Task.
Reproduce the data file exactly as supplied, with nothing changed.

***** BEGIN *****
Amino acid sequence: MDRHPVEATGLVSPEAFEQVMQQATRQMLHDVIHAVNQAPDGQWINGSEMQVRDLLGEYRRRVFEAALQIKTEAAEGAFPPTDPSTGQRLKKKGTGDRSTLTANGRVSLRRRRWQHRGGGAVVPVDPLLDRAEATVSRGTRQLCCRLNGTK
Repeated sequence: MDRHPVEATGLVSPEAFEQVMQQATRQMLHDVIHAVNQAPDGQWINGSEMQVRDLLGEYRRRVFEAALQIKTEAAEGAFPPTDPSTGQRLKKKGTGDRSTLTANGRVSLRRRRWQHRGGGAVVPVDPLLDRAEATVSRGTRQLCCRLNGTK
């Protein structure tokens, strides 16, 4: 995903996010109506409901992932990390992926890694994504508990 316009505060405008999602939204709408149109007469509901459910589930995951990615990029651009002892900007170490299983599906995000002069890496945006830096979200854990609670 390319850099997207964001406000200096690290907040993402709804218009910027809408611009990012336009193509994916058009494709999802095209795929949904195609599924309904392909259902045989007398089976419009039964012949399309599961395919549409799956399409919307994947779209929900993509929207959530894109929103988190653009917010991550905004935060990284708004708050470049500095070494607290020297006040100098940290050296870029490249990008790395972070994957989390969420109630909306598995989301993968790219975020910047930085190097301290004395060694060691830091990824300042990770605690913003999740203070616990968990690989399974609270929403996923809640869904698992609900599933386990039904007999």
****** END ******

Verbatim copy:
Amino acid sequence: MDRHPVEATGLVSPEAFEQVMQQATRQMLHDVIHAVNQAPDGQWINGSEMQVRDLLGEYRRRVFEAALQIKTEAAEGAFPPTDPSTGQRLKKKGTGDRSTLTANGRVSLRRRRWQHRGGGAVVPVDPLLDRAEATVSRGTRQLCCRLNGTK
Repeated sequence: MDRHPVEATGLVSPEAFEQVMQQATRQMLHDVIHAVNQAPDGQWINGSEMQVRDLLGEYRRRVFEAALQIKTEAAEGAFPPTDPSTGQRLKKKGTGDRSTLTANGRVSLRRRRWQHRGGGAVVPVDPLLDRAEATVSRGTRQLCCRLNGTK
């Protein structure tokens, strides 16, 4: 995903996010109506409901992932990390992926890694994504508990 316009505060405008999602939204709408149109007469509901459910589930995951990615990029651009002892900007170490299983599906995000002069890496945006830096979200854990609670 390319850099997207964001406000200096690290907040993402709804218009910027809408611009990012336009193509994916058009494709999802095209795929949904195609599924309904392909259902045989007398089976419009039964012949399309599961395919549409799956399409919307994947779209929900993509929207959530894109929103988190653009917010991550905004935060990284708004708050470049500095070494607290020297006040100098940290050296870029490249990008790395972070994957989390969420109630909306598995989301993968790219975020910047930085190097301290004395060694060691830091990824300042990770605690913003999740203070616990968990690989399974609270929403996923809640869904698992609900599933386990039904007999």